I was minding my business the other day at one of my favourite fresh produce stores trying to pick out the juiciest mangoes to put into my trolley. A father and his probably three- to four-year old son moved toward the same spot where I was standing.
“Stupid lady!” The little boy shouted out of nowhere. I hadn’t even noticed them standing there, nor did I think the little one’s outburst was aimed at me. His visibly shocked father stopped and reprimanded his son, smacking his little hand and telling him to apologise. “Where did you learn that? Say sorry to the lady.”
To be honest, I wasn’t that bothered, kids will be kids and those little scoundrels are sponges that absorb everything they see and hear. But it was touching to see a father teaching his son manners and how not to treat women from such a young age. The father would not budge until the little boy apologised. After a while, the boy gave in and sheepishly said “so-wee”. So cute. I pulled faces with him to break the ice and calm his dad’s nerves.
Parents have the toughest job in the world and at that moment, the little boy’s father probably felt so embarrassed and judged by all the eyeballs shooting in his direction. Add to that the heightened sense of racial awareness in South Africa, a little white boy calling an older black lady stupid, and you have a very tense situation. All kinds of questions start to swirl in people’s heads.
Who knows where that little boy picked up that language? Maybe he observed his father being angered by another driver while he sat in the back seat. Or maybe he heard it from another child at crèche, or his neighbours or other relatives.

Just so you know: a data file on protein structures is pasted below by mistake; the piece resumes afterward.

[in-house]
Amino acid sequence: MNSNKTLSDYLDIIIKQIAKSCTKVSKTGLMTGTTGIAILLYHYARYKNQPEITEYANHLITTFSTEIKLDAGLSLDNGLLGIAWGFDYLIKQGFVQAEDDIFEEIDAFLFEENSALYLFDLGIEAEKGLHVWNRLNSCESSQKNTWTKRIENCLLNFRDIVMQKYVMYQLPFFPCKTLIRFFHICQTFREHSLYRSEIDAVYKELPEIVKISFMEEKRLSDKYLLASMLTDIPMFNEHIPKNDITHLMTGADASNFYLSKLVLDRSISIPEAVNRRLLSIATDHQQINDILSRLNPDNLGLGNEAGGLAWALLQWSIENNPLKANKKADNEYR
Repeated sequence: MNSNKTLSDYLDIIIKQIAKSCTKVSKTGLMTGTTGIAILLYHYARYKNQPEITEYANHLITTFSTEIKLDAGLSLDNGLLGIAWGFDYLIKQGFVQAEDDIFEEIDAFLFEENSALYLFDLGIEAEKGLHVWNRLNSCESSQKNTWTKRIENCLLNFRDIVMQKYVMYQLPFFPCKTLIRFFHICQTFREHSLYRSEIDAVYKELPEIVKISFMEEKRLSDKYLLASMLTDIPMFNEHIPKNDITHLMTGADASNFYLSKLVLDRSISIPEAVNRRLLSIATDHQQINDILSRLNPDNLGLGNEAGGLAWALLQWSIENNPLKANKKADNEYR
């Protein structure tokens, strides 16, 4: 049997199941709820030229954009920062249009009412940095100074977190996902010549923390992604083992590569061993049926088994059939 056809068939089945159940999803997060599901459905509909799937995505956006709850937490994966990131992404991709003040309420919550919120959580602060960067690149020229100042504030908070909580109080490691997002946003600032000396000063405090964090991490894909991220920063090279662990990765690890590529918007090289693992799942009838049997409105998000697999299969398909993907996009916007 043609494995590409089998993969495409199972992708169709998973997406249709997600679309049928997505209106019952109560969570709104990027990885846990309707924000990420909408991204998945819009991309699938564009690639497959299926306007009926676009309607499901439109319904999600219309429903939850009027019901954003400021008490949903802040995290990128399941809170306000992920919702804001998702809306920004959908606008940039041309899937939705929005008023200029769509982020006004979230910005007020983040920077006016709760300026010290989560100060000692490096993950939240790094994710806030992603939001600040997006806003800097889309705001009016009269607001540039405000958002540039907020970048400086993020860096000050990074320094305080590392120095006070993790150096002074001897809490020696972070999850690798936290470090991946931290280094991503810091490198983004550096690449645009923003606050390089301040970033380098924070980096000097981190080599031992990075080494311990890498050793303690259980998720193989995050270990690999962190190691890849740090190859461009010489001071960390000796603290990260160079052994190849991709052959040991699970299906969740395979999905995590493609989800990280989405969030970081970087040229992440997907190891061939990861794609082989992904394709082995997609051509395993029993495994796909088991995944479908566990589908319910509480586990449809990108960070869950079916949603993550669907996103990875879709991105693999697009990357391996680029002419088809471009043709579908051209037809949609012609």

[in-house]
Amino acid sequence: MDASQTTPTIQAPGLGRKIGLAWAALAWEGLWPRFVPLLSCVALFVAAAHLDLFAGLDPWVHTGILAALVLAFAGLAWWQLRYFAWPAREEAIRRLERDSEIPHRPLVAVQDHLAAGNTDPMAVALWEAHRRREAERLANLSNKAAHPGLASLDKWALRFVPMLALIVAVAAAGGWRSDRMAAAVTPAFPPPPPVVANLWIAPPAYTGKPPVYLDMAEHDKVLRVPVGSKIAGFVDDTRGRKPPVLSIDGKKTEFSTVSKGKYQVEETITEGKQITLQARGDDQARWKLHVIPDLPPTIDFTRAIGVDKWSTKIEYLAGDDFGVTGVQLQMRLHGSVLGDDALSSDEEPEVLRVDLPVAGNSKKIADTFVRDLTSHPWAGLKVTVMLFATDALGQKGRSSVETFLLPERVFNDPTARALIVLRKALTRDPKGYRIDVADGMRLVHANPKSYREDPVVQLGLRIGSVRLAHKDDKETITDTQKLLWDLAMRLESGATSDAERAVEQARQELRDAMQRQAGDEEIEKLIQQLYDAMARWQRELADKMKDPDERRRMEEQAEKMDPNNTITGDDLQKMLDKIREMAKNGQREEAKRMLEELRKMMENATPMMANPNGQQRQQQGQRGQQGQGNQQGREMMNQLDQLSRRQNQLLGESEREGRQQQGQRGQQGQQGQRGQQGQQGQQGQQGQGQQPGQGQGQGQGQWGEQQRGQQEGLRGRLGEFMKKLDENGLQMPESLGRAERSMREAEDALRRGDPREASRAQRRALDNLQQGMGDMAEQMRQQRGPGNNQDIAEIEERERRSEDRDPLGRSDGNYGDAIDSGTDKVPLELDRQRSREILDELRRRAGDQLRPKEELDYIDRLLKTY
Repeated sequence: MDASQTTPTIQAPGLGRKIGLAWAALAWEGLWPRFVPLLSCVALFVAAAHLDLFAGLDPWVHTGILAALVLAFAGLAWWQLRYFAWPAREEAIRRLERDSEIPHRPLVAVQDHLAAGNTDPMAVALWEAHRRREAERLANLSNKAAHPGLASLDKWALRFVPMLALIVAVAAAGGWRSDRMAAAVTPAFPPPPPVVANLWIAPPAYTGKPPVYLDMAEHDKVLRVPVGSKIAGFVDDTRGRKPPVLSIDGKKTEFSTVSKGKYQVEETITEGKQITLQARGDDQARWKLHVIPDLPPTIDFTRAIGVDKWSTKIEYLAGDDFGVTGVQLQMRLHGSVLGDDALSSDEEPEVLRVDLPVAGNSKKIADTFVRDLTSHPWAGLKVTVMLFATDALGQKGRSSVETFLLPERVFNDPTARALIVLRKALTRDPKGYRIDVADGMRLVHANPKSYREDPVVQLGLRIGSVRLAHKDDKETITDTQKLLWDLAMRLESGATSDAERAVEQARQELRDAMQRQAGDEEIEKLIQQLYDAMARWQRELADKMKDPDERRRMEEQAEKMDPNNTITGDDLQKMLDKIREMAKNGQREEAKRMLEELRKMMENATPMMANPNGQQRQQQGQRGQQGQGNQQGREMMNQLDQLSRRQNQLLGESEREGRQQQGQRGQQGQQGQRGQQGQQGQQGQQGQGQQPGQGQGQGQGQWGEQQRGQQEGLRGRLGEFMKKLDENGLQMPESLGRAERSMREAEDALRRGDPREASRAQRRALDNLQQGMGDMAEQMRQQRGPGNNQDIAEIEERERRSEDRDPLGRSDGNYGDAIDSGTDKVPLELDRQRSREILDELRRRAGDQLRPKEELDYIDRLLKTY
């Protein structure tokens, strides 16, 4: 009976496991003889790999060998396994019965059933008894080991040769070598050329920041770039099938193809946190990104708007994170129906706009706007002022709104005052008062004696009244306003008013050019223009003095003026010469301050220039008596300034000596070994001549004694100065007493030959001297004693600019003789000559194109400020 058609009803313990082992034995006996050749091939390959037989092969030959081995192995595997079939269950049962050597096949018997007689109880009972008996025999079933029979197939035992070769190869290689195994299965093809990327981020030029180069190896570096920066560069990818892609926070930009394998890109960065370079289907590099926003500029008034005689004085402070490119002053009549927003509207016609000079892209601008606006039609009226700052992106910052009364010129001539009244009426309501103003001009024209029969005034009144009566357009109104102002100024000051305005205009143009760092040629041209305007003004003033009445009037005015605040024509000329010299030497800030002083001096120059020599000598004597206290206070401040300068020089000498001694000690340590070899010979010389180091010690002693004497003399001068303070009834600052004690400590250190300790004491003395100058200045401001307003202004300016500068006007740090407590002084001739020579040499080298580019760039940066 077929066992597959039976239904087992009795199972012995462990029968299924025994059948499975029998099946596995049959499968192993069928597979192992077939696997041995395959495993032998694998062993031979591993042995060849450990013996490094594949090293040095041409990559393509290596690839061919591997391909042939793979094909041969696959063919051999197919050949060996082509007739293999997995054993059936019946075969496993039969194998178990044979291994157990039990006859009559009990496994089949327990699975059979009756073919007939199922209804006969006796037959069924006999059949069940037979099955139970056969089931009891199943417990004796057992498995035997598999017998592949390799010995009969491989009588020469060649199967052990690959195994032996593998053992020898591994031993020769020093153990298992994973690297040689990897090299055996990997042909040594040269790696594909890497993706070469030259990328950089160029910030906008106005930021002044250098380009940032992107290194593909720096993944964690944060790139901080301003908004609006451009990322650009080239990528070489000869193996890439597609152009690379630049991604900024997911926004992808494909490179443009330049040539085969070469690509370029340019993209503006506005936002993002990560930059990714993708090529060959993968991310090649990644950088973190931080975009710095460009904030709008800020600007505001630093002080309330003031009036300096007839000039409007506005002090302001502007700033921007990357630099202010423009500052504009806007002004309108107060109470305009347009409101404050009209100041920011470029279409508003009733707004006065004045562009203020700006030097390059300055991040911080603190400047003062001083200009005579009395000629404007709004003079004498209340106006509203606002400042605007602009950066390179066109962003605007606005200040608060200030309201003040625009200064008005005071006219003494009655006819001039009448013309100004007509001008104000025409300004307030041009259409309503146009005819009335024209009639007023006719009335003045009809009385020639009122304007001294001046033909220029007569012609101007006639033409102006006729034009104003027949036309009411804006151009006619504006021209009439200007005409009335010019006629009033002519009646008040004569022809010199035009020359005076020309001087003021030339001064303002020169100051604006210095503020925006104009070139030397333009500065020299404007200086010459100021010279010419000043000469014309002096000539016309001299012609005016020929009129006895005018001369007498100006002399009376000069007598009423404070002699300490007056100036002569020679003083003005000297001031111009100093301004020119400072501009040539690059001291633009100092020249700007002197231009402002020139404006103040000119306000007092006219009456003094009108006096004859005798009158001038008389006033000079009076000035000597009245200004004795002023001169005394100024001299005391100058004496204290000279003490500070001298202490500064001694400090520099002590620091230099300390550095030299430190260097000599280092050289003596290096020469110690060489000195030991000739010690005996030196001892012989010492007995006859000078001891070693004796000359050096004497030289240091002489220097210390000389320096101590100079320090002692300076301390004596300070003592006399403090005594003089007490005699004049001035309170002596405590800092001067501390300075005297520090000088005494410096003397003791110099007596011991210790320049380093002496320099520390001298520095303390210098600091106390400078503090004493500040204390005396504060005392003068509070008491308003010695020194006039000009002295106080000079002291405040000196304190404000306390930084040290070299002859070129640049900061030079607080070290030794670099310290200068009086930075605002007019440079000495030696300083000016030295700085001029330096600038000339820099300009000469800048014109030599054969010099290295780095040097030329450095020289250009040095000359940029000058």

There is no such thing as a perfect parent. So just be a real one. — Sue Atkins
Parents do the best they can and I have so much more respect and appreciation for my own parents. They did the best they could under the circumstances. They guided us, protected us and taught us how to thrive and survive as strong black women in post apartheid South Africa. But they could never shield us from everything, try as they might.
Kids are manipulative and they learn early on how far they can push their parents. Kids are also very mischievous and learn a lot from friends, the media and society at large. You can’t shut their eyes and ears to the world around them. That’s why the father’s shock at his son language was very plausible. I commend him for taking a stand there and then so that the little boy understands that his behaviour was totally unacceptable. Calling anyone stupid, let alone someone older than you, is just wrong.
As a father, he will play a crucial role in the kind of man his little boy grows up to be. And if that day in the store was anything to go by he’s on the right track to raising a good man.
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